Seventy years ago today, on 26 April 1937, the small market town of Guernica in the Basque region of Spain, was virtually destroyed by German and Italian bombers in the first mass air raid in history. What is not often mentioned in accounts of the atrocity, however, is that the Italian planes were flying on oil sent by Stalin. This was only one of many duplicitous acts by Moscow in the Spanish Civil War, which included the liquidation of revolutionaries and anarchists by Stalin’s secret police. Moscow had signed two economic and friendship agreements with Mussolini, the Italian fascist dictator in 1933. They were part of Stalin’s fantasy of building alliances aimed at containing Nazi Germany and Japan. Oil and other commodities started flooding into Italy. Alliances came at any price, as far as the Stalinists were concerned. The following year, Moscow signed an agreement prolonging the trade protocol as well as a new agreement for export credits. In 1935, Mussolini invaded Ethiopia, then known as Abyssinia, with tacit Soviet support. After the invasion, the two states signed agreements to provide petroleum products and payment for purchases even though the League of Nations, which the USSR was a member of, had imposed economic sanctions on Rome. In October 1935, Time magazine reported: "Since July cargoes of Soviet wheat from Sebastopol, coal and coal tar from Nicolaiev, and oil from Batum have been regularly arriving at Massaua and Mogadishu, Italian war bases in Africa. Much Soviet oil is also being sold to Italy direct, as Communists paradoxically fuel the Fascist fleet." The USSR continued to supply oil and other goods to fascist Italy throughout the war in Ethiopia as well as the civil war in Spain.
The attack on Guernica was ordered by General Franco, the leader of the nationalist forces in the civil war which had broken out in 1936. Nazi Germany, like fascist Italy, was officially not involved in the war and both had signed a non-intervention pact. But they had armed Franco’s troops and Hitler was keen to send the rest of the world a message through his Luftwaffe. The Condor Legion and the Italian Aviazione Legionaria bombed the town of 5,000 for over three hours, creating a firestorm which killed over 1,600 people and injured another 800. Only 1% of the town's buildings were said to have survived - most of them on the outskirts. In Paris, Pablo Picasso read about the outrage – thanks to the work of the journalist George Steer. Franco blamed the destruction of the town on left-wing forces, accusing them of trying to smear the nationalists. But Steer collected fragments of German bombs and told the world what had happened. In response to the killings, Picasso painted one of the great works of the 20th century, Guernica, which, on his wishes, was only shown in Spain after Franco’s death. It was taken to Madrid in 1981, six years after the death of the fascist dictator. The air raid on Guernica was a dress rehearsal for the Second World War, which consumed the lives of more than 55 million soldiers and civilians. Was world war inevitable? Only after a certain point, which included the defeat of the Spanish Revolution. Moscow’s role, which later included the infamous Stalin-Hitler pact and the purges which destroyed the leadership of the Red Army, is key to understanding how the alternatives were closed off one by one.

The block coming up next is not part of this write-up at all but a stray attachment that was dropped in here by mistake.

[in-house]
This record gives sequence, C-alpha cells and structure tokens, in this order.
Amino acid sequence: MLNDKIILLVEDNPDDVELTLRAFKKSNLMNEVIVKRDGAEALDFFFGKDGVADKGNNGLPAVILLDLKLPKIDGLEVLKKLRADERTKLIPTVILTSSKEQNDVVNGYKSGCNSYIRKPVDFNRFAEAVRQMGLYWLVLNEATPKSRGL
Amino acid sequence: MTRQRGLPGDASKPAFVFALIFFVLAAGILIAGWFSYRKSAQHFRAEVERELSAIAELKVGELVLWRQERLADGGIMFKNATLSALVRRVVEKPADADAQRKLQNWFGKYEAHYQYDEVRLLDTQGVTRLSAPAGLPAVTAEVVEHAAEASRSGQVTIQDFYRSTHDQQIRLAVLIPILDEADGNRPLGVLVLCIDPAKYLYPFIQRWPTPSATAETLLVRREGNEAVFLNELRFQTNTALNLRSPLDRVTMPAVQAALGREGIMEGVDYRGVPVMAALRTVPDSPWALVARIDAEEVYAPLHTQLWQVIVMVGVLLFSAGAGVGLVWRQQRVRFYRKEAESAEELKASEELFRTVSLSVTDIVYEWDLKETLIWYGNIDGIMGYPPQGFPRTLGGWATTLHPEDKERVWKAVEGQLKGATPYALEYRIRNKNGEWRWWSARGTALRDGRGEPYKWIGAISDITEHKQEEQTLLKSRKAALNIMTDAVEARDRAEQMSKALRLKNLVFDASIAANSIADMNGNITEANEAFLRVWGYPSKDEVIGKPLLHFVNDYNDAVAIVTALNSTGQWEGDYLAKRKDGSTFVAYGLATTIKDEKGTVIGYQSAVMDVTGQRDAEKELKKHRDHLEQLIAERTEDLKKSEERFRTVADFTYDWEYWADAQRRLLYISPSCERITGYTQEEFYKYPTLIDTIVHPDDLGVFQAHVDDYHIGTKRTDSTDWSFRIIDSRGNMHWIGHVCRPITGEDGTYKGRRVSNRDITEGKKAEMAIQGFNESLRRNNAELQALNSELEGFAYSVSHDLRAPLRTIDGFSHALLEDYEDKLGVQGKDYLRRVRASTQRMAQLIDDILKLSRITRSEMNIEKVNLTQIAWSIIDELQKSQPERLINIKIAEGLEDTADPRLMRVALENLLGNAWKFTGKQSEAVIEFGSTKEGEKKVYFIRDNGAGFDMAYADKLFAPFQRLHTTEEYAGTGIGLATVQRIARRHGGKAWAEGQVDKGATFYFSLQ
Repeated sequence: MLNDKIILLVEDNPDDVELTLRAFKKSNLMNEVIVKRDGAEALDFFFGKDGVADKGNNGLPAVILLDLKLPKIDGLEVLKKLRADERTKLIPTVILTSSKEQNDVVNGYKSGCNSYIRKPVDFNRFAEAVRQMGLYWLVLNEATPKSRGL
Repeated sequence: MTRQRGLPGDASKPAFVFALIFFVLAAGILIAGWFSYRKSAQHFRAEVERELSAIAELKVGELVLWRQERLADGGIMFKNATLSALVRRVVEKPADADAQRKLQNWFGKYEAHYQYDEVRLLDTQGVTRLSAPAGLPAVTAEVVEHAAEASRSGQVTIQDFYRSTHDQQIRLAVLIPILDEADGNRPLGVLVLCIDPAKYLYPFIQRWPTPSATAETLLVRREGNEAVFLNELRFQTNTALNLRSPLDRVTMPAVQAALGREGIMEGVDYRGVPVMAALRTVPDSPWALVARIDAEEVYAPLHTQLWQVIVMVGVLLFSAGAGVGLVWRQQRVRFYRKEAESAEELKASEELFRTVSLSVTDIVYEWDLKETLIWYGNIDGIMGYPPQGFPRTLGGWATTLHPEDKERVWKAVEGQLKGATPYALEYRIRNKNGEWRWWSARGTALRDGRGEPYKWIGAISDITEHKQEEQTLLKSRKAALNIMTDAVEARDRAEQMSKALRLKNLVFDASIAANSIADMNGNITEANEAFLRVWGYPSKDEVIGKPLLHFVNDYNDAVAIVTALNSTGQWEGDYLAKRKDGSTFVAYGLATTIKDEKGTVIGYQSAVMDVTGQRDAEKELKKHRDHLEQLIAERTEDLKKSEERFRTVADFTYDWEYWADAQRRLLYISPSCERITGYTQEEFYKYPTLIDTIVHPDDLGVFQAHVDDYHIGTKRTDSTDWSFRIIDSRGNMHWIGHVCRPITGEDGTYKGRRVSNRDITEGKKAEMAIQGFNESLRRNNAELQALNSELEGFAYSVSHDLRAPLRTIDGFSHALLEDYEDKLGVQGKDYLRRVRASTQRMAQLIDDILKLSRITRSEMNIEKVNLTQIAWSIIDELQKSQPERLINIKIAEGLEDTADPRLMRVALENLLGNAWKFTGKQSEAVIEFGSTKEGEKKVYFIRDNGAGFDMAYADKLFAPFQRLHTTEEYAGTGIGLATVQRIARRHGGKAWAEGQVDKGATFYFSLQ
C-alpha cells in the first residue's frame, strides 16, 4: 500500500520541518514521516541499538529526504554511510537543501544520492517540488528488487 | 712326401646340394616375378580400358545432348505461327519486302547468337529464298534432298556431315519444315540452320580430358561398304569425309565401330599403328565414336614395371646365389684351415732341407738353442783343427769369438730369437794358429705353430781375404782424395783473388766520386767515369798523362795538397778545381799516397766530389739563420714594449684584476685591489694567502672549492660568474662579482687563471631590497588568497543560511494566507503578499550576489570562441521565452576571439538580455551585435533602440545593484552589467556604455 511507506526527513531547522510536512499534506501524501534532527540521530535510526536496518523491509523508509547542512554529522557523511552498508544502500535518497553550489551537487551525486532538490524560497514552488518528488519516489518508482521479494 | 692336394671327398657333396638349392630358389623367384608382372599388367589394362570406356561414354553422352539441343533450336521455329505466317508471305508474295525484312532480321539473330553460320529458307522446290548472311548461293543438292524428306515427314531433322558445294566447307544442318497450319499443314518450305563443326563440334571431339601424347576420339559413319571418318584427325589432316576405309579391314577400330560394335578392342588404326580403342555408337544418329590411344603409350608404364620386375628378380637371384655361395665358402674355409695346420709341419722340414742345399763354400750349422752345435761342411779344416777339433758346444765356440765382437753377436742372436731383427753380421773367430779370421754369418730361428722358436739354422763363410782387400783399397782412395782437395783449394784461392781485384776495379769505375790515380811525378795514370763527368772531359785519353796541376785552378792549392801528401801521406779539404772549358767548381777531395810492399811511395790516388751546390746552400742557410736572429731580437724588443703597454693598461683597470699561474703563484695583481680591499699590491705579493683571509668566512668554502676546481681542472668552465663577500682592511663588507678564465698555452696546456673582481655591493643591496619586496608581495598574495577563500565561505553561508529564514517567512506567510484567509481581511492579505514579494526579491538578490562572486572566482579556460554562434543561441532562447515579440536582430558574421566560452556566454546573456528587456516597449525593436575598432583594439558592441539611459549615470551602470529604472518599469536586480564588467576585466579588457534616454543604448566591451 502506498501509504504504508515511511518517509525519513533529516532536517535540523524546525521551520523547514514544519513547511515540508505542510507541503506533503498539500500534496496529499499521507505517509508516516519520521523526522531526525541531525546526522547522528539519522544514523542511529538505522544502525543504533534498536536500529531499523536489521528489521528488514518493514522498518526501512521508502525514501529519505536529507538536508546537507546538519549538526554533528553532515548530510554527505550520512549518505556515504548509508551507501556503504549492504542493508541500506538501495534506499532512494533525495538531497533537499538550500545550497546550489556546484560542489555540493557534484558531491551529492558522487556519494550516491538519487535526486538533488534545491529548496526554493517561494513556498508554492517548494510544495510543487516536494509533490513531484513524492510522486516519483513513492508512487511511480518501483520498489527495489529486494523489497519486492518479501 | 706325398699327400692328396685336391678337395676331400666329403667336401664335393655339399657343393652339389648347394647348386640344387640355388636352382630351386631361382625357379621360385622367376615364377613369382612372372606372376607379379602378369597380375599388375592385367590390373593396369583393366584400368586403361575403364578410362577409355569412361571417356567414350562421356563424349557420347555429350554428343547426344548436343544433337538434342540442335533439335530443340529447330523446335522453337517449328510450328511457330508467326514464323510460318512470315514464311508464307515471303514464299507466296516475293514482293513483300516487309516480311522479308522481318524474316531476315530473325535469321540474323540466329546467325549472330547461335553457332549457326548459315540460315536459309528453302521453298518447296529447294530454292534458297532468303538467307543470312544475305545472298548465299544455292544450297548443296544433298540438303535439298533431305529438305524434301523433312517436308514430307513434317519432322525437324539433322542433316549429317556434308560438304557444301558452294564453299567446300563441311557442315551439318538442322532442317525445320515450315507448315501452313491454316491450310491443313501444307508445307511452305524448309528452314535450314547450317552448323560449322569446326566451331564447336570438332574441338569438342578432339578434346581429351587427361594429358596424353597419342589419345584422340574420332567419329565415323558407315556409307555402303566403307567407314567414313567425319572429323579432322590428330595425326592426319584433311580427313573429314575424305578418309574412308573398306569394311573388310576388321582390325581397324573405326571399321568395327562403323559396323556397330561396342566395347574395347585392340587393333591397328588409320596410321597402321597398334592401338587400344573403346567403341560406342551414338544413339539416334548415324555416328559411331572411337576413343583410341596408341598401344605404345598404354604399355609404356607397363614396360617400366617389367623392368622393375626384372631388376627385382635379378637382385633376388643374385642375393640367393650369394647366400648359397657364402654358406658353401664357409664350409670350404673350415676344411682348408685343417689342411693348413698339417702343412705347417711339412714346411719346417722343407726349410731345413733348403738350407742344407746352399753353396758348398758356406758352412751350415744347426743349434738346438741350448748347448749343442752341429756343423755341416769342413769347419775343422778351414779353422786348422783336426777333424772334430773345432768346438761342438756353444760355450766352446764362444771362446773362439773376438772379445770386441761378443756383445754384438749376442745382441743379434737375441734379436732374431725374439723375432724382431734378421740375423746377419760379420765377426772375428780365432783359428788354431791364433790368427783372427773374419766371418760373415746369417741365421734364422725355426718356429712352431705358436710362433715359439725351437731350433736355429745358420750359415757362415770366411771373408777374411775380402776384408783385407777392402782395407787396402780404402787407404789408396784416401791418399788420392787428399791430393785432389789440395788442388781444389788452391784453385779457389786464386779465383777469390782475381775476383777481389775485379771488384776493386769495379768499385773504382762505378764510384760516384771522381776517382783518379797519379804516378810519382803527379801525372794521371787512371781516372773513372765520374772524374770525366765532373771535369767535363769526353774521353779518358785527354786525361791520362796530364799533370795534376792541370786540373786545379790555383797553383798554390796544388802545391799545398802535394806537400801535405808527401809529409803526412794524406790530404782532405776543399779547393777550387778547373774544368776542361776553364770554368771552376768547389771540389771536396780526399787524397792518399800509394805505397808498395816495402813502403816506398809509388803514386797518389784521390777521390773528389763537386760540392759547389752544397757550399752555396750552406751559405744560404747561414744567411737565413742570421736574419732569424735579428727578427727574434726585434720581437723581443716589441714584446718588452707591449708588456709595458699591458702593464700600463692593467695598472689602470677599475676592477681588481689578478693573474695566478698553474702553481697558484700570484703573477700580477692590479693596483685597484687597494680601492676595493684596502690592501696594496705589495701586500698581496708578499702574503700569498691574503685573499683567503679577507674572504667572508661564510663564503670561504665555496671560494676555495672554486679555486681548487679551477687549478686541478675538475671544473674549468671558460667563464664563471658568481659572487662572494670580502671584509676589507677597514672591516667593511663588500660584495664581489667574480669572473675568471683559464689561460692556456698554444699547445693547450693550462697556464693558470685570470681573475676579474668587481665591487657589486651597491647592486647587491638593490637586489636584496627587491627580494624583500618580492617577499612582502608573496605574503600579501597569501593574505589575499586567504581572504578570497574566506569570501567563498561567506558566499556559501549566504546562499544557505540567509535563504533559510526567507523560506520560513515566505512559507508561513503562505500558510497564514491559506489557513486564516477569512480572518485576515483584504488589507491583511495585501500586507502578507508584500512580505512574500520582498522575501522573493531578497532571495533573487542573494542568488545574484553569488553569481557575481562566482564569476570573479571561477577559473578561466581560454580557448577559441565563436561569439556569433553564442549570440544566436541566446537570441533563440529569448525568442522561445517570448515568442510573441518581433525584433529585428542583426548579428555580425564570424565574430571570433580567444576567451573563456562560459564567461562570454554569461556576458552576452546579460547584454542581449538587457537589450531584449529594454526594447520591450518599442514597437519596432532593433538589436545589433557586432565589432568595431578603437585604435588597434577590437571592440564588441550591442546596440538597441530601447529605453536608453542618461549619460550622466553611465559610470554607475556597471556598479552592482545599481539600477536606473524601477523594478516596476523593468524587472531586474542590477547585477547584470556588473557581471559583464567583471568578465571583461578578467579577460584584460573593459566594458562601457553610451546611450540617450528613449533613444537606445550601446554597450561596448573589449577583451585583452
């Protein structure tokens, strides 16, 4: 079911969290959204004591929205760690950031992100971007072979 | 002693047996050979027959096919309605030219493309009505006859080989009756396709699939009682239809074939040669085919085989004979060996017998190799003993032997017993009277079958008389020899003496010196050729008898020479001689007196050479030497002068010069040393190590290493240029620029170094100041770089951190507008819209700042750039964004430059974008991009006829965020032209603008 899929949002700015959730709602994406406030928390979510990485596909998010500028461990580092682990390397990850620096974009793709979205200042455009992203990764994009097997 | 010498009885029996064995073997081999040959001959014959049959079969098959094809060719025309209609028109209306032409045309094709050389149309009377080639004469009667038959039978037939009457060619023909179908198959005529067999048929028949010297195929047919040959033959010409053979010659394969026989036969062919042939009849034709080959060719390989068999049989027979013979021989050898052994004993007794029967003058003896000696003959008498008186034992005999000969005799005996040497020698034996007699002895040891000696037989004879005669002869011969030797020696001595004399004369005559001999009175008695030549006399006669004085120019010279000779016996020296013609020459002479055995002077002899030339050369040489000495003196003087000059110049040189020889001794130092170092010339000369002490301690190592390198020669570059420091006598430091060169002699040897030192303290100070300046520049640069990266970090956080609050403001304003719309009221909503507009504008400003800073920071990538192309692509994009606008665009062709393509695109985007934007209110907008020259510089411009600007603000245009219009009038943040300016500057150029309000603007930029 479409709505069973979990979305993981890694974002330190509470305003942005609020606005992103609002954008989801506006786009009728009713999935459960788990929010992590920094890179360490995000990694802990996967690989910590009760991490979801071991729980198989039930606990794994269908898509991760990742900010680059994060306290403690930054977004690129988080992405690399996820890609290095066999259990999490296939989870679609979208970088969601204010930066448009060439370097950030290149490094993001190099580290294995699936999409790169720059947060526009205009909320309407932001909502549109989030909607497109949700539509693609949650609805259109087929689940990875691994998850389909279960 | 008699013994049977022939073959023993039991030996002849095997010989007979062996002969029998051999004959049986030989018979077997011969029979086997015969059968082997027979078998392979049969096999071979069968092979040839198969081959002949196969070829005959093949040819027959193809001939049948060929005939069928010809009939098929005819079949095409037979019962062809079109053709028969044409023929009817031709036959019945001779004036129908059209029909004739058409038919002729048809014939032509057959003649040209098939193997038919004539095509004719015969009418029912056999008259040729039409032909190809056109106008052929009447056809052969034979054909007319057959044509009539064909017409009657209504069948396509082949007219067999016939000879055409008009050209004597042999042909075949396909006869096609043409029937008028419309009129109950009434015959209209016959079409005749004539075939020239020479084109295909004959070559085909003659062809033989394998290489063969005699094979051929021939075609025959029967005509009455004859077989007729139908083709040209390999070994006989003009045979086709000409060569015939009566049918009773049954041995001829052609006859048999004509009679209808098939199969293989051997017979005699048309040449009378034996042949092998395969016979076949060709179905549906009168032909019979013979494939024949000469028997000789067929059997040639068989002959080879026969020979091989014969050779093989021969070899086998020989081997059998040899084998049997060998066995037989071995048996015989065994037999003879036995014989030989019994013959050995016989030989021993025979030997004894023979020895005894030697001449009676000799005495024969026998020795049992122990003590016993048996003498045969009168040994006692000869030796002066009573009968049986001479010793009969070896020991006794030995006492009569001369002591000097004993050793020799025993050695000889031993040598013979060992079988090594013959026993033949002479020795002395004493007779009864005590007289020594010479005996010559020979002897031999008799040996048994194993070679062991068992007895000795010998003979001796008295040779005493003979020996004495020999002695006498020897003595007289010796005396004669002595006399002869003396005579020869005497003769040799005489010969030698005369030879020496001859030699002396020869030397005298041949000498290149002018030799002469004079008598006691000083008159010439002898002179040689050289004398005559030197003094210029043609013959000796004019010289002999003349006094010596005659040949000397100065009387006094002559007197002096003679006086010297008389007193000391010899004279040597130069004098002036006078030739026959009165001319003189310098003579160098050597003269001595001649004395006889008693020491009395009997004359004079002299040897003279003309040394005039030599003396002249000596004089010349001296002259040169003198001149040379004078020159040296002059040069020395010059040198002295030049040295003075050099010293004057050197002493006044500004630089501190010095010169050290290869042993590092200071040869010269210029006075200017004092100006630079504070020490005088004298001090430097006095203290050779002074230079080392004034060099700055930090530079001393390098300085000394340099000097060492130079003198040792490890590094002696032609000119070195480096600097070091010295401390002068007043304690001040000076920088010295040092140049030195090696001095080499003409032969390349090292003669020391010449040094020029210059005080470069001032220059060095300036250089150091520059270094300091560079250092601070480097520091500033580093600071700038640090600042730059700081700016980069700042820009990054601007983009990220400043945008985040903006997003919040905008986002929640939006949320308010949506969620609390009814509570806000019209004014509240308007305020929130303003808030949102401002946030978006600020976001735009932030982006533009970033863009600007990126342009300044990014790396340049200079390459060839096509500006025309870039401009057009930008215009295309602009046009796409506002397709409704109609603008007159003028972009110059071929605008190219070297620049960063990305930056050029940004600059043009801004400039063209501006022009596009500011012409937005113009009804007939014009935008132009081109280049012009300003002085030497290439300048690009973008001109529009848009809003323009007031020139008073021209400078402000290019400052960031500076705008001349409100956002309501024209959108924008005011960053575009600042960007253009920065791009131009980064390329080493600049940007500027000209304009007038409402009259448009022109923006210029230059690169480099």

Paul Feldman, communications editor